By Loraine M. DiSalvo
On June 26, 2013, the U.S. Supreme Court issued its rulings in two cases which involved marriage laws and the effect of those laws on gay and lesbian couples. There has already been much discussion of what these cases mean for those couples, and there will certainly be much more to come. What we hope to do here is simply provide our readers with a better idea of what these cases may mean for now, and what questions still remain unanswered for gay and lesbian couples living in Georgia.
One ruling, Hollingsworth v. Perry, should have very little immediate effect outside the state of California, although many people were hoping it might result in a ruling which recognized a federally protected right to marry for gay and lesbian couples. We address this case first, to avoid burying it beneath our discussion of the second, and potentially much more immediately important, case.
The second case, United States v. Windsor, opened the door for federal recognition of gay and lesbian marriages by striking down Section 3 of the federal Defense of Marriage Act. However, the question of just how far that door has been opened now looms large.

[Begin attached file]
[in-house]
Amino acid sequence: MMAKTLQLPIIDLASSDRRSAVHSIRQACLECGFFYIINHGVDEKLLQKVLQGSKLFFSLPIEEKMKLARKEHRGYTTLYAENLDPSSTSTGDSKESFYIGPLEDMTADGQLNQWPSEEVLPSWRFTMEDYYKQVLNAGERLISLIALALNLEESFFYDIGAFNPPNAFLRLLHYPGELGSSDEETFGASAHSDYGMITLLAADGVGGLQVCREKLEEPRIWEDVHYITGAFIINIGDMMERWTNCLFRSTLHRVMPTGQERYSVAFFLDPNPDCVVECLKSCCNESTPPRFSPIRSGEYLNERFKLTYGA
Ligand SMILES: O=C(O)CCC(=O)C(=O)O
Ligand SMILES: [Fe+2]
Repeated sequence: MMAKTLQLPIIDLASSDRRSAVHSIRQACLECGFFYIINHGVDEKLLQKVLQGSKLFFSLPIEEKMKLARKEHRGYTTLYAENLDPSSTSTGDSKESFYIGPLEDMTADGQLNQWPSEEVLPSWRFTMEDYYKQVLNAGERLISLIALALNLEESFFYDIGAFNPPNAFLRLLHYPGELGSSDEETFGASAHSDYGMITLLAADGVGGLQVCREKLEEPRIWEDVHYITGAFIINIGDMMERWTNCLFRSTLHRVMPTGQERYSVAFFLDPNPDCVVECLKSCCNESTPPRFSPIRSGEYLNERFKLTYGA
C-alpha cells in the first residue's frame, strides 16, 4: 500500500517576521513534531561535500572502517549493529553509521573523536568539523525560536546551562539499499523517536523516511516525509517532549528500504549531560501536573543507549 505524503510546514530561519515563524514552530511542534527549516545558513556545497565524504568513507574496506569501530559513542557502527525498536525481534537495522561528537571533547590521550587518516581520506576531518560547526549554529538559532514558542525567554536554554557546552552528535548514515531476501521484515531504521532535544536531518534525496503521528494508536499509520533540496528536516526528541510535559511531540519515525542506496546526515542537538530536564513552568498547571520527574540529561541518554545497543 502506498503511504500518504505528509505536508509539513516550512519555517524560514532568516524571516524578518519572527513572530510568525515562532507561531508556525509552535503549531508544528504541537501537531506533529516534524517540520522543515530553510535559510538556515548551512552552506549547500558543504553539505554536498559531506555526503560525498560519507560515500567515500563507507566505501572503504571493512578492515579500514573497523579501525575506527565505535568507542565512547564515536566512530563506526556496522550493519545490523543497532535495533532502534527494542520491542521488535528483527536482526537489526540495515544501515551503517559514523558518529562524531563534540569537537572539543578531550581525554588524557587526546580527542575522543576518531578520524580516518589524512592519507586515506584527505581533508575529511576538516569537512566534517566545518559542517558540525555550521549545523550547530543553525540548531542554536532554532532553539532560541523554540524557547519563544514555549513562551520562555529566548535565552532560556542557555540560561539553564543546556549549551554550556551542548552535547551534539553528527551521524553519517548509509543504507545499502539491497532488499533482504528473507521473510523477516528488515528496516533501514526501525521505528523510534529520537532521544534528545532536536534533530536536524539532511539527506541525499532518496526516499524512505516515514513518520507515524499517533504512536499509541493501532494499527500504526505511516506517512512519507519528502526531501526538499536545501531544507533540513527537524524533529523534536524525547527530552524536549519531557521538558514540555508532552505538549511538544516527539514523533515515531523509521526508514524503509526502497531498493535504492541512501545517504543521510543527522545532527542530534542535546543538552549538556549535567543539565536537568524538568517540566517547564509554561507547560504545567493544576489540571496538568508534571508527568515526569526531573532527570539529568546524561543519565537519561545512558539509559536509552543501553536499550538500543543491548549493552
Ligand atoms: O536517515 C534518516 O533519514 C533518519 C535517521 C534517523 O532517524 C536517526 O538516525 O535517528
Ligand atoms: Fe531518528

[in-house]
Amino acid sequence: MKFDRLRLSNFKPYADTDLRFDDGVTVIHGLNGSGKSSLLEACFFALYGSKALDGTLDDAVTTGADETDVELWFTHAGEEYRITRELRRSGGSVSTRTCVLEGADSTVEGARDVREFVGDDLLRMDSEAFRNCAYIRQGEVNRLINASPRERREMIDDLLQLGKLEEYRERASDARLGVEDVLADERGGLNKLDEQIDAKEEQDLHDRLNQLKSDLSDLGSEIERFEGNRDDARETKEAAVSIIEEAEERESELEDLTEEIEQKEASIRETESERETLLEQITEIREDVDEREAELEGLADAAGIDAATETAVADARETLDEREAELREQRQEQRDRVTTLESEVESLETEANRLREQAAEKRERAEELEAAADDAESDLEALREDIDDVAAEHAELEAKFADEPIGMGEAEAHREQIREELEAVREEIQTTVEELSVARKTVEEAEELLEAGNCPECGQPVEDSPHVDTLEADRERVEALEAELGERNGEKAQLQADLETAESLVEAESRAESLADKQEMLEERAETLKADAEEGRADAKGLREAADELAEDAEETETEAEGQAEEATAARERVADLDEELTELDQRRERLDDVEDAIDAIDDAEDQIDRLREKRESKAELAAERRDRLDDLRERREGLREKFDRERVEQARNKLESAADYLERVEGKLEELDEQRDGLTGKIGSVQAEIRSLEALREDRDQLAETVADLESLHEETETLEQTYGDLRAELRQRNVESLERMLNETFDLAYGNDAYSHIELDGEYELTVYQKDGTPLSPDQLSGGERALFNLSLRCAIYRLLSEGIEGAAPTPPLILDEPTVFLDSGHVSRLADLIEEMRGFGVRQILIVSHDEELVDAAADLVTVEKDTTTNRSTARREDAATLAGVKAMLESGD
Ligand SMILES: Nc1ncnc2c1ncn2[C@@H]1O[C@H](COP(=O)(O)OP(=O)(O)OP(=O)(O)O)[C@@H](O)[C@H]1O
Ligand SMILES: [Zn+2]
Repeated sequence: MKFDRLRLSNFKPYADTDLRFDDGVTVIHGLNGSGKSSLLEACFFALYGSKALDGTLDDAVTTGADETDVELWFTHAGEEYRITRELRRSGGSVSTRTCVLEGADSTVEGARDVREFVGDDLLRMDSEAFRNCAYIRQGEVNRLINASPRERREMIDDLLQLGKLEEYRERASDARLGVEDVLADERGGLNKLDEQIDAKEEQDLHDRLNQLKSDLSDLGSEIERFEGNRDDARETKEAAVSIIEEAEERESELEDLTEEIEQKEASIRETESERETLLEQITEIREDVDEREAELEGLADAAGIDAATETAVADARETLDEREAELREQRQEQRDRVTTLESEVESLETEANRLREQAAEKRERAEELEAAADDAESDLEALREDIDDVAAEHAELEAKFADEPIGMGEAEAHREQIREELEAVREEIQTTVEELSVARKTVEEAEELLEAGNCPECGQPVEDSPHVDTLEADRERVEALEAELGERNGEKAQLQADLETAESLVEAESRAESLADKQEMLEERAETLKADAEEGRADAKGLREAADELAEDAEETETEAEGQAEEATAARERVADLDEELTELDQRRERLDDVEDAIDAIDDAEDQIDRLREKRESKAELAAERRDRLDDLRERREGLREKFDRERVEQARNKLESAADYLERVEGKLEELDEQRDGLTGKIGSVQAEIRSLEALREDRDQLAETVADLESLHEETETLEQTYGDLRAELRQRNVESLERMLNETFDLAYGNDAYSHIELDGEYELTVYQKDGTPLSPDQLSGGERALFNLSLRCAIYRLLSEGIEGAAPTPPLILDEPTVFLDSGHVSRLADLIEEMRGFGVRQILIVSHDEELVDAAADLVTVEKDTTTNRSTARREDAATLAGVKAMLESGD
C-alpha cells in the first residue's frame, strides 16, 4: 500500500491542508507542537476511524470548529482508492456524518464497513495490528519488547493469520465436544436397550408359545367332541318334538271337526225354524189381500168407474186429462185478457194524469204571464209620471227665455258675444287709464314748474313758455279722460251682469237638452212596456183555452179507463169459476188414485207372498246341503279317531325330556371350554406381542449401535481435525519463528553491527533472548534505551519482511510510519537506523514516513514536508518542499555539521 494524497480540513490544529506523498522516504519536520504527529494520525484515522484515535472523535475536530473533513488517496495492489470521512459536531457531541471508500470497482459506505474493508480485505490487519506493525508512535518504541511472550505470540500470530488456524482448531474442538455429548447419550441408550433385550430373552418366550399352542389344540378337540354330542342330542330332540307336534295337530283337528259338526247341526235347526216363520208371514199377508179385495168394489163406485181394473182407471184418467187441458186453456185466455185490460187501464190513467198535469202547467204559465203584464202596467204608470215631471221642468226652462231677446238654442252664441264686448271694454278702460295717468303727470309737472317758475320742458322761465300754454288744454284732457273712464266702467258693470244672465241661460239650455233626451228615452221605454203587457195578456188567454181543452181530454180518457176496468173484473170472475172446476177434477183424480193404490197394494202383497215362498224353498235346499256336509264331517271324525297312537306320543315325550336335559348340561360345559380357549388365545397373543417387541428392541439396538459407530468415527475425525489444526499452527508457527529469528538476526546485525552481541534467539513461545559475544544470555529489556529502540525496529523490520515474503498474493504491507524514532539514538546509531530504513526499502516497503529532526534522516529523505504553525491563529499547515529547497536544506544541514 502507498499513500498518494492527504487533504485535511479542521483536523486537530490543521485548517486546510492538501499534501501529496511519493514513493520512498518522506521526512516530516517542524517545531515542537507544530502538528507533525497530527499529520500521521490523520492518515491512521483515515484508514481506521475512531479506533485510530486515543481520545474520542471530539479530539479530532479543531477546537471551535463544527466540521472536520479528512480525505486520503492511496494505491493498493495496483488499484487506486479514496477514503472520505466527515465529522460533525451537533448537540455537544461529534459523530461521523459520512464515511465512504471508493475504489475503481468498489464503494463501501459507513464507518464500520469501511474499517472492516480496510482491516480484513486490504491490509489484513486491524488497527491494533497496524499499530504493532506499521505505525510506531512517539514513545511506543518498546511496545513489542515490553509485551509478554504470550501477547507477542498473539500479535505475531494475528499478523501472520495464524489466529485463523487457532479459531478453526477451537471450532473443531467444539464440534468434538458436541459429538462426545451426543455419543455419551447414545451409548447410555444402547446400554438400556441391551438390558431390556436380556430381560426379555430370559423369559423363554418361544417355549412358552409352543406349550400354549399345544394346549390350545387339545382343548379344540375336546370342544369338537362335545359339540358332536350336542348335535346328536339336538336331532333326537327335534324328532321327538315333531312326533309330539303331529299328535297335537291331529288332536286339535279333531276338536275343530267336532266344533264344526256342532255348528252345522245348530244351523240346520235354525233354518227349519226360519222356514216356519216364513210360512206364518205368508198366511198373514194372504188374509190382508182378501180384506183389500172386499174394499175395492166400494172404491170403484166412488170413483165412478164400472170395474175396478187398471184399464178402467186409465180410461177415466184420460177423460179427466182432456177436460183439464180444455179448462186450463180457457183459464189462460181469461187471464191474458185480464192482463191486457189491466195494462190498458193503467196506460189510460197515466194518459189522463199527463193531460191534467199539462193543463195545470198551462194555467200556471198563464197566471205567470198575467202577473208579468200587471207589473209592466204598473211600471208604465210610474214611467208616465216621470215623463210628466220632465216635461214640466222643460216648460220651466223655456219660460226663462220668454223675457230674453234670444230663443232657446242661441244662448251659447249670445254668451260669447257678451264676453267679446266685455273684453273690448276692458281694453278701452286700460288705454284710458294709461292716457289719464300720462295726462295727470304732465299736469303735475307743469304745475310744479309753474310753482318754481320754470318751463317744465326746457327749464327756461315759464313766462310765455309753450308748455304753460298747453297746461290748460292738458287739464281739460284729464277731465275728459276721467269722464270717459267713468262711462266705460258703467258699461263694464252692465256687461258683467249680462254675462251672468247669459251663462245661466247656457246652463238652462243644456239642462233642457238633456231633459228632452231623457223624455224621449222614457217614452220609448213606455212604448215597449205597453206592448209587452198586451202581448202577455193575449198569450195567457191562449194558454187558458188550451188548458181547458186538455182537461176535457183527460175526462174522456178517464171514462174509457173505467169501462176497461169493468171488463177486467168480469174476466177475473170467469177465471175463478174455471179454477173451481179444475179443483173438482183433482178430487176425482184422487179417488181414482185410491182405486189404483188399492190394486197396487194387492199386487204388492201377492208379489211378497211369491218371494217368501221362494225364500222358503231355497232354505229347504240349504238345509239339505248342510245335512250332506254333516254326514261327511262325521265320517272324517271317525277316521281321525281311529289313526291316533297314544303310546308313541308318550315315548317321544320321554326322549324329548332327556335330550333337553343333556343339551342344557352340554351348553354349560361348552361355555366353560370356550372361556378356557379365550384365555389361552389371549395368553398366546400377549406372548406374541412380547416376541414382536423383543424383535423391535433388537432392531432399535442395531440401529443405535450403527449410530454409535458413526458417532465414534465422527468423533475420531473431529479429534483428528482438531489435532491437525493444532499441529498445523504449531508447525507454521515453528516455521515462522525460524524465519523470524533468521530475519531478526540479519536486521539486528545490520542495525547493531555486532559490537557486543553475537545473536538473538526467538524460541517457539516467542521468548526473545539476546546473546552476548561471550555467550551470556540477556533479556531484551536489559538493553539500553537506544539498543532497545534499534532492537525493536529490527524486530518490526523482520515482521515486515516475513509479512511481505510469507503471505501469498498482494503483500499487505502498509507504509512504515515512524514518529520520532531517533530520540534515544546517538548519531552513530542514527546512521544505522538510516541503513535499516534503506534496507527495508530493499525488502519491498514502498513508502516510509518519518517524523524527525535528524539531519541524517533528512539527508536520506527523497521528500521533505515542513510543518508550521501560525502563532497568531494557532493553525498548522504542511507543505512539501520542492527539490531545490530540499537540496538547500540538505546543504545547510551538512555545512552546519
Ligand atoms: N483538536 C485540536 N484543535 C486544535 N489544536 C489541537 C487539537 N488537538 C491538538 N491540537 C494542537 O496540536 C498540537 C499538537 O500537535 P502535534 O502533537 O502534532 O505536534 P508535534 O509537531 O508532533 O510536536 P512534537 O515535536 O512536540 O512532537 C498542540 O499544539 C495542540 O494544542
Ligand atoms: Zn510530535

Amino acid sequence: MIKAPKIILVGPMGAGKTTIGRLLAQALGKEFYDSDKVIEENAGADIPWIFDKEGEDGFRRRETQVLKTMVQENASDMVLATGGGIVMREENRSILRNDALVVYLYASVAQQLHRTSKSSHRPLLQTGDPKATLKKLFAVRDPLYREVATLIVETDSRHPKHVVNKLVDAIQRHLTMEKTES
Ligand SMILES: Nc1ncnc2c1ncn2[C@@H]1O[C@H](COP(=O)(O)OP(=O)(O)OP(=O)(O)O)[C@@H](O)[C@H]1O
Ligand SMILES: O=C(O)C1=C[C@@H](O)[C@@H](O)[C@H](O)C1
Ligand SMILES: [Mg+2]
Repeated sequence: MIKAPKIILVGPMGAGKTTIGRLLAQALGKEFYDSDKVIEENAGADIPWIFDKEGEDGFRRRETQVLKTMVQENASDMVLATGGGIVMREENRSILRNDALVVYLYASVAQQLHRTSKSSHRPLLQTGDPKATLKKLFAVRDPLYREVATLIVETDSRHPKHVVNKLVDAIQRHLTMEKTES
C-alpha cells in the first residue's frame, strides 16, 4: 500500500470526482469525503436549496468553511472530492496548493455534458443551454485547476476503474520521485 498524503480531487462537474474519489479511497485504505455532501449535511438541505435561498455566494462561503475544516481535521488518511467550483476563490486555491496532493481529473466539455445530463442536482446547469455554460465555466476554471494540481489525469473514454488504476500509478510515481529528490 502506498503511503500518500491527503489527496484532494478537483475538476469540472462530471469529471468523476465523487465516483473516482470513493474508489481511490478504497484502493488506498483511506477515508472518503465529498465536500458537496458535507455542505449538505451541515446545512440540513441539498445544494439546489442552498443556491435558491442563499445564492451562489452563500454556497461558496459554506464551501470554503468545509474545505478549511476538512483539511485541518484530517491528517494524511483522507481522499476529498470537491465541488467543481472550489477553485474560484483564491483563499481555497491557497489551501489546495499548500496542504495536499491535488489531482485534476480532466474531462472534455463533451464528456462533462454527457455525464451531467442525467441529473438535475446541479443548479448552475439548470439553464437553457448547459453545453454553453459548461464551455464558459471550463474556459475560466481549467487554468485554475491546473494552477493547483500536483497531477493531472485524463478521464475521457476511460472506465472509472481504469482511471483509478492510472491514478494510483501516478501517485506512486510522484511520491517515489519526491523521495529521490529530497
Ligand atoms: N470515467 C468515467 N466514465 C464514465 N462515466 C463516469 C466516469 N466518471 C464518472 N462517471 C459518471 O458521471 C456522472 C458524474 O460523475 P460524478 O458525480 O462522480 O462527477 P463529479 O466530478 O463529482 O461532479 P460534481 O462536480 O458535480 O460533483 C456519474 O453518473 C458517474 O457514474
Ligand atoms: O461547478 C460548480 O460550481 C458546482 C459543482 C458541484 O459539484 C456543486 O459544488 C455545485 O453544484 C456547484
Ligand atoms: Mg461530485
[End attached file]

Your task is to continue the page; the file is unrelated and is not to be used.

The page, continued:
Hollingsworth v. Perry, 570 U.S. _____ (2013), is probably better known as the case in which California’s Proposition 8 was challenged as unconstitutional. Proposition 8 was a 2008 voter initiative which amended the California state constitution to bar same-sex couples from entering legally recognized marriages. The initiative was widely seen as an attempt to undo the results of a California Supreme Court ruling from earlier that year which interpreted the state’s constitution as requiring that gay and lesbian couples be allowed to marry just as straight couples could. Proposition 8’s constitutionality was upheld by the California state courts, and then challenged in federal District Court. In 2010, the District Court ruled that Proposition 8 was unconstitutional and issued an order preventing the state of California from enforcing it. At that point, the state decided not to appeal that ruling and not to continue trying to defend Proposition 8. A group which consisted of the original proponents of Proposition 8 was eventually allowed by the California courts to take over where the state left off, and pursue an appeal of the District Court’s ruling. Eventually, the federal Court of Appeals for the Ninth Circuit agreed that the original proponents had the legal standing necessary to continue the appeal. The Ninth Circuit also agreed that Proposition 8 was unconstitutional.